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Chicago Associate UX Director Joined over 7 years ago
I've been learning Principle with a goal of using it with Sketch to prototype long-scrolling rich media content - text, audio, video, photos, animations, etc. Principle feels like the most viable in pulling off what I want to do, I just wish it's drawing tools and editing tools had more to them. I'm also finding it tricky to decide when to use drivers and when to use page-to-page transitions to animate things.
I really want InVision Studio to work to accomplish the same things, because I'd be able to push all the prototypes to our full InVIsion account, get comments, have devs use the Inspect tool, etc. It just doesn't have the scroll capabilities like Principle. I hope it works because for less complex stuff, Studio will definitely hold it's own against other apps like XD.
I gave Framer X a look but I don't have the time to get so deep into React and coding stuff to really do what I want.
Then, based on a thread I posted earlier today, someone suggested Webflow, and I'm now pretty excited to do some tutorials on that. I'm a UX designer, and while I don't concentrate on code or visual design in my job, I'm capable of both, and Webflow seems like it could be very intuitive in combining all three of those things.
One last thought on Studio. I think you can probably simulate lots of animations based on scrolling by using hidden layers that trigger animations on rollover of those hidden areas. It's been several months, but I recall finding a way to do that.
Thanks for your reply. The purpose of the prototype would be to first use low-mid fidelity wireframes to outline animations, transitions, text, etc. in a rich media content piece on the UX side of things, then work with a visual design team to start creative work that aligns with the flow of things from top to bottom. We'd want this prototype to be as accurate as possible so that when a dev team builds it, we've given them completely realistic examples of how the animation should work (as opposed to just showing static comps and saying "when you scroll, this does this..." and having to voice over how it works). We've got some goals to create really nice, engaging storytelling content for the first time, and need to get everyone - UX, writers, visual design, and development - on the same page before we propose projects like this, and ultimately build whatever it is.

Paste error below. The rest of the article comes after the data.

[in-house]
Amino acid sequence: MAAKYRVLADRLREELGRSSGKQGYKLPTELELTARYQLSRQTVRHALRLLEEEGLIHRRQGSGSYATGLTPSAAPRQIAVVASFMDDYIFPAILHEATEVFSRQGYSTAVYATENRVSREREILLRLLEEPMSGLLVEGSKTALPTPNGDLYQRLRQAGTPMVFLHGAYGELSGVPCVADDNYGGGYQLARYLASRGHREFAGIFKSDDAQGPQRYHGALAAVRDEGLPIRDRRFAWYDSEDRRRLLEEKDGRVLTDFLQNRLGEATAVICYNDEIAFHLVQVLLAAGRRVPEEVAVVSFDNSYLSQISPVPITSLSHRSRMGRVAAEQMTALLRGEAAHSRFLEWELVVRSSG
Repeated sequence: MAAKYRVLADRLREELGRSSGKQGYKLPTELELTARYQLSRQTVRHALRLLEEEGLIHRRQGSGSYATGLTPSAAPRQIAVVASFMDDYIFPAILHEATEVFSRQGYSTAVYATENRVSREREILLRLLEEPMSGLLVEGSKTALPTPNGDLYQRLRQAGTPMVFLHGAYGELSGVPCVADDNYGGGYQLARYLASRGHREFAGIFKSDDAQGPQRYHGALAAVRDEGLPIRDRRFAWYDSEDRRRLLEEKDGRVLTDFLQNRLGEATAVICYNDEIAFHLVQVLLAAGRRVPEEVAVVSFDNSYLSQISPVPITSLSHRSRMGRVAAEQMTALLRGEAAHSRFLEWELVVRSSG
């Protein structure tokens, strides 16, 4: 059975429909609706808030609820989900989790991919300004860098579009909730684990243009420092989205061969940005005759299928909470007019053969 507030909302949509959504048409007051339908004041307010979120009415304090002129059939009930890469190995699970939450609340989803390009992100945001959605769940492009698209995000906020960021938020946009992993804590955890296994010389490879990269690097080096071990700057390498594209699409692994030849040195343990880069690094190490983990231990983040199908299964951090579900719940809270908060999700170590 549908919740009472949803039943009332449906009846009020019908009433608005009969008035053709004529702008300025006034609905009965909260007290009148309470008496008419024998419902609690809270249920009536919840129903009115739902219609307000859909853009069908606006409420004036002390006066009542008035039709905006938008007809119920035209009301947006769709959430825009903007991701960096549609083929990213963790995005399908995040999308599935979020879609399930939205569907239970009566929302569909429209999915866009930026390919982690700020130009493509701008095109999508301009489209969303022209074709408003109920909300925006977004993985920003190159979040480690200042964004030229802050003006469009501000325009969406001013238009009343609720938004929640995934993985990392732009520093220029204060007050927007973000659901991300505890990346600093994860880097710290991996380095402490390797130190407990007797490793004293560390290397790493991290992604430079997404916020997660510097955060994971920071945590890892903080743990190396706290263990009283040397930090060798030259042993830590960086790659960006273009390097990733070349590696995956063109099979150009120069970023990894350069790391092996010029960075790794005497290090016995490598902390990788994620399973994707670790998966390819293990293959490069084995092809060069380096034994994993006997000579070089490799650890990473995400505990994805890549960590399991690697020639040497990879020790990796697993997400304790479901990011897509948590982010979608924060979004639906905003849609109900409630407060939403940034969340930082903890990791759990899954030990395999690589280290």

I just don't want to half-ass the creative process. I don't want developers to be left guessing. If we had someone who had great crossover skills in visual design and coding, that would help a lot, but we don't, so it's important to align everyone with a good process.
WebFlow looks interesting, thanks. I need to dig in deeper, but could help a lot. Thanks again.
I've got a question in to our agency's account rep, but thought I'd ask it here: Is the DSM accessible in Studio yet, and if not, why not, and when will it be integrated? The DSM is going to be a hugely useful tool when it can be used between Sketch and Studio. I'm really eager to evolve a workflow where I'm working closely with a visual designer to create hi-fidelity comps, then drop various pieces they have created back into my files to use in Studio to make animated prototypes. The DSM is going to be the perfect way to do this, so I hope it's coming soon (or, that it's already integrated and I've completely missed it.)
It looks like they're trying to resemble the style of clothing sold in Urban Outfitter's dwindling guy's section. Have you been in one of those places recently? It's bizarre.